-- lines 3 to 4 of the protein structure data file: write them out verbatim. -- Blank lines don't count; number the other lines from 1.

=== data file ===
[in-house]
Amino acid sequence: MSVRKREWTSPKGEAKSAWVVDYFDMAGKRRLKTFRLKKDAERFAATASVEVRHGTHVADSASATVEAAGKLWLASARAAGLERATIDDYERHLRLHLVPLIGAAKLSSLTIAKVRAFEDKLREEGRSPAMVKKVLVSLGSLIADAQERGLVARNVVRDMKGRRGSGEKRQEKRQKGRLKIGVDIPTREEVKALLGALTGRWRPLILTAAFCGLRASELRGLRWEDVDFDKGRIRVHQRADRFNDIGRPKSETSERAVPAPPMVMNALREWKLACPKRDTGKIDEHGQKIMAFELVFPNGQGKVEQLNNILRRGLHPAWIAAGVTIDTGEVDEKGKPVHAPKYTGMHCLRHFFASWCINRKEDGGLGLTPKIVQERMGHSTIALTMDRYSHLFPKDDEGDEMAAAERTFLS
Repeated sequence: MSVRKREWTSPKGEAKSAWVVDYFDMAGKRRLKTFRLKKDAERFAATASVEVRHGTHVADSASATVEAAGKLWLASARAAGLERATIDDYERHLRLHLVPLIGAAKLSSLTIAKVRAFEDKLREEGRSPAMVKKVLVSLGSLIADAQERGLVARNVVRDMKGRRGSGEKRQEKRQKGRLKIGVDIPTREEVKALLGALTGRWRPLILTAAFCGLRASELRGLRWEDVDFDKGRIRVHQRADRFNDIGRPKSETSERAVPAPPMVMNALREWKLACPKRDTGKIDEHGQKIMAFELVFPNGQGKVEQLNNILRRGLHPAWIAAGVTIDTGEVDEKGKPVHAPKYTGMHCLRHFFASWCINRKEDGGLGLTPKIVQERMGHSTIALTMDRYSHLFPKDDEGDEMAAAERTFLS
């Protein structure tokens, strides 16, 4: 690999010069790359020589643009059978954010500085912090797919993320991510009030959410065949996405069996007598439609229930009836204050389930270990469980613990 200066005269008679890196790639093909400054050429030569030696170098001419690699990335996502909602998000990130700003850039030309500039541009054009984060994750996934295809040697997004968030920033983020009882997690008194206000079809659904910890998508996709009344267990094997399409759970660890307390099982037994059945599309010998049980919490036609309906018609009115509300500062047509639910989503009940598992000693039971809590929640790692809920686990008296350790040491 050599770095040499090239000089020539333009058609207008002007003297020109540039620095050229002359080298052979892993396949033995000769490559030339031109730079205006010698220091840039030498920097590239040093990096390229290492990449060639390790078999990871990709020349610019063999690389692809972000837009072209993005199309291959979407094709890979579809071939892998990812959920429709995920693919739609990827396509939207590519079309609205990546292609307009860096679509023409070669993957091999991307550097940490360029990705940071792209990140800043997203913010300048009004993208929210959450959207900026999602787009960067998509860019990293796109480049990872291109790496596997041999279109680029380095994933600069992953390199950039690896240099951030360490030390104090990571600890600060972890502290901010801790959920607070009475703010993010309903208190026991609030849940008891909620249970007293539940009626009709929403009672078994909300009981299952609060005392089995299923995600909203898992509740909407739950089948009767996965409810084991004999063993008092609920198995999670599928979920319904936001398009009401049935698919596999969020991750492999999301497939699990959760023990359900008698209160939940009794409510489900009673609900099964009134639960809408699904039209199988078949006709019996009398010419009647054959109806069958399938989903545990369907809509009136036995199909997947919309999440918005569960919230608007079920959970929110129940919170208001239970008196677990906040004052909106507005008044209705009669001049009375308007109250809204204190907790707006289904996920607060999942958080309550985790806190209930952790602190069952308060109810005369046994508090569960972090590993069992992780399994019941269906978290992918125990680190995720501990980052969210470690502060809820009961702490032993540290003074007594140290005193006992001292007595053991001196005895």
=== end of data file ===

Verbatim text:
Repeated sequence: MSVRKREWTSPKGEAKSAWVVDYFDMAGKRRLKTFRLKKDAERFAATASVEVRHGTHVADSASATVEAAGKLWLASARAAGLERATIDDYERHLRLHLVPLIGAAKLSSLTIAKVRAFEDKLREEGRSPAMVKKVLVSLGSLIADAQERGLVARNVVRDMKGRRGSGEKRQEKRQKGRLKIGVDIPTREEVKALLGALTGRWRPLILTAAFCGLRASELRGLRWEDVDFDKGRIRVHQRADRFNDIGRPKSETSERAVPAPPMVMNALREWKLACPKRDTGKIDEHGQKIMAFELVFPNGQGKVEQLNNILRRGLHPAWIAAGVTIDTGEVDEKGKPVHAPKYTGMHCLRHFFASWCINRKEDGGLGLTPKIVQERMGHSTIALTMDRYSHLFPKDDEGDEMAAAERTFLS
């Protein structure tokens, strides 16, 4: 690999010069790359020589643009059978954010500085912090797919993320991510009030959410065949996405069996007598439609229930009836204050389930270990469980613990 200066005269008679890196790639093909400054050429030569030696170098001419690699990335996502909602998000990130700003850039030309500039541009054009984060994750996934295809040697997004968030920033983020009882997690008194206000079809659904910890998508996709009344267990094997399409759970660890307390099982037994059945599309010998049980919490036609309906018609009115509300500062047509639910989503009940598992000693039971809590929640790692809920686990008296350790040491 050599770095040499090239000089020539333009058609207008002007003297020109540039620095050229002359080298052979892993396949033995000769490559030339031109730079205006010698220091840039030498920097590239040093990096390229290492990449060639390790078999990871990709020349610019063999690389692809972000837009072209993005199309291959979407094709890979579809071939892998990812959920429709995920693919739609990827396509939207590519079309609205990546292609307009860096679509023409070669993957091999991307550097940490360029990705940071792209990140800043997203913010300048009004993208929210959450959207900026999602787009960067998509860019990293796109480049990872291109790496596997041999279109680029380095994933600069992953390199950039690896240099951030360490030390104090990571600890600060972890502290901010801790959920607070009475703010993010309903208190026991609030849940008891909620249970007293539940009626009709929403009672078994909300009981299952609060005392089995299923995600909203898992509740909407739950089948009767996965409810084991004999063993008092609920198995999670599928979920319904936001398009009401049935698919596999969020991750492999999301497939699990959760023990359900008698209160939940009794409510489900009673609900099964009134639960809408699904039209199988078949006709019996009398010419009647054959109806069958399938989903545990369907809509009136036995199909997947919309999440918005569960919230608007079920959970929110129940919170208001239970008196677990906040004052909106507005008044209705009669001049009375308007109250809204204190907790707006289904996920607060999942958080309550985790806190209930952790602190069952308060109810005369046994508090569960972090590993069992992780399994019941269906978290992918125990680190995720501990980052969210470690502060809820009961702490032993540290003074007594140290005193006992001292007595053991001196005895």